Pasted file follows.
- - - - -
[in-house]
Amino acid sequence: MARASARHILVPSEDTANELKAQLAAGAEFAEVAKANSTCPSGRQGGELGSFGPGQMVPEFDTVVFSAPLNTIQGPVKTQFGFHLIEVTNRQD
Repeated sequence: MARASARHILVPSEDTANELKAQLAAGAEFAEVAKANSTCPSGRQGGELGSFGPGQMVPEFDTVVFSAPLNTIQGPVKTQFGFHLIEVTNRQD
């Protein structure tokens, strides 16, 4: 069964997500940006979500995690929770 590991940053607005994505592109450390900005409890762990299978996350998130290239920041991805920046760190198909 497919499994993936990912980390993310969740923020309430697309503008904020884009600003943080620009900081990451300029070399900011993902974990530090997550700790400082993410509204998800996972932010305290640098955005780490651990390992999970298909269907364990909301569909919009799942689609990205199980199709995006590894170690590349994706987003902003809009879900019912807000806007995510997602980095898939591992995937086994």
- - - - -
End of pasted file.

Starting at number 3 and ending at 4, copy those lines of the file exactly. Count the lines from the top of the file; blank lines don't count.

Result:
Repeated sequence: MARASARHILVPSEDTANELKAQLAAGAEFAEVAKANSTCPSGRQGGELGSFGPGQMVPEFDTVVFSAPLNTIQGPVKTQFGFHLIEVTNRQD
């Protein structure tokens, strides 16, 4: 069964997500940006979500995690929770 590991940053607005994505592109450390900005409890762990299978996350998130290239920041991805920046760190198909 497919499994993936990912980390993310969740923020309430697309503008904020884009600003943080620009900081990451300029070399900011993902974990530090997550700790400082993410509204998800996972932010305290640098955005780490651990390992999970298909269907364990909301569909919009799942689609990205199980199709995006590894170690590349994706987003902003809009879900019912807000806007995510997602980095898939591992995937086994």